Making Dialer more accessible, one language at a time

Dec 06, 2021 · Hannah Yemane, MD, MPH · Félix Manuel Chinea, MD

Two major themes emerging from the COVID-19 pandemic have been the increase in willingness to use telehealth and widening health disparities across Black and Latinx communities. While digital health has the potential to improve access, outcomes, and affordability for socioeconomically marginalized patients, existing evidence demonstrates needed improvement. As many digital health companies look to best serve clinicians and patients, our teams are asking equity-centered questions that make our products more accessible and impactful. Here we discuss what our Telehealth team has been working on to increase language accessibility on Dialer, our telemedicine product.

Let’s get a little background

Since its 2016 inception, the goal has always been to make Dialer user-friendly in order to improve its accessibility -- we started by never requiring patients to download an app for voice-only visits. When adding video-capability in 2020, we continued to work on making it easy for patients to join video calls through its product design and features. As our team continued developing ways to further support our members, we centered on member requests and internal data supporting the need for increased language access. As an immediate solution, we developed resources in additional languages to support non-English speaking patients. With about 19 million U.S. working-age adults having limited English proficiency -- a significant population that could benefit from language support -- we knew more had to be done.

Defining and meeting the challenge

During a telemedicine call, the landing page can be a critical moment for patients. As mentioned by one of our team members, “[Patients] need to trust the service to join and grant camera/microphone access.” The challenge was not just about language translation, but also about building trust and connection with clinicians and their patients.

During the quarterly “Hackday,” a few days when engineers work on a unique project, we brainstormed around the opportunity for Dialer language expansion. Initially, we thought patients would have to select their preferred language from a dropdown menu, but one engineer offered an option that would automatically detect the language being used on the patient’s device. By requiring less taps from the patient, this resulted in a better user experience, especially for those with limited digital literacy.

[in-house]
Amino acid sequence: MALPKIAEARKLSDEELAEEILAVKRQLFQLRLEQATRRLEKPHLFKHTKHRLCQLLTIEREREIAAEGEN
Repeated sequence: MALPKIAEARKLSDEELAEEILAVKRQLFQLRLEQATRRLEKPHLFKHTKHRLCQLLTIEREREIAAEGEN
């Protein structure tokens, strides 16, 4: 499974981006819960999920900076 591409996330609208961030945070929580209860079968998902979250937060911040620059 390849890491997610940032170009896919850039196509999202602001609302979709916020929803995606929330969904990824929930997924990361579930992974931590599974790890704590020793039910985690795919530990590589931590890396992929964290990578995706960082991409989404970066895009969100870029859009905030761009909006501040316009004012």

While we initially hoped to add more languages, our team also knew that starting with Spanish could provide a meaningful impact relatively quickly. By using a minimum viable product (MVP) development process, we were able to improve Dialer language access and the user experience for Spanish-speaking patients. Through product features that center equity like the Add Interpreter and Call Merge features as well as language expansion, we’re able to help clinicians build trust with non-English speaking patient communities. When talking about using Dialer, Dr. Beth Campbell of Urban Ministries of Wake County, North Carolina stated, “Our clinic clientele is comprised of 60% Spanish or other primary language and the Call Merge feature allows us to utilize either our remote volunteer interpreters or an interpretation line to aid in our communication with patients.” Features such as these help reduce no-show rates and provide the means to “enhance healthcare delivery” for that community.

What’s coming up next?

As we continue to invest in features that allow clinicians to build trust with their patients during virtual care visits, our team plans on extending preferred language support to the initial text invite sent to patients. Since the incorporation of Spanish, we have prioritized adding Korean and Mandarin based on internal data, and are already in process to support Vietnamese and French as well.

Along with language access, our Telehealth team is actively working towards addressing additional issues facing under-resourced patients, such as broadband and device limitations. With 15-24% of adults lacking broadband Internet and 31-33% of Black and Latinx adults not owning a desktop computer, equity and inclusivity must be part of the telehealth solution development process. These data points further support current steps we are taking to improve accessibility barriers. We introduced a feature that allows patients to receive a call when they receive an error message, so that they may join a virtual care visit as a voice-only participant, such as when they run into a network or device limitation. By offering a voice-only option, virtual care visits are more successful for those without strong internet connection and/or the latest device.

A Framework for Equitable Product Design

As we begin to envision post-pandemic life, digital health companies have the opportunity to use a more equitable approach in developing solutions that bridge the digital divide across patient populations. Digital health-focused groups, such as RockHealth.org and the American Telemedicine Association, have provided frameworks on how organizations can become part of the solution for telehealth equity. By centering communities, building diverse teams, and fostering inclusive cultures to create equitable product design frameworks, we are hopeful for a future where Dialer can help contribute to a more equitable telehealth experience for all.

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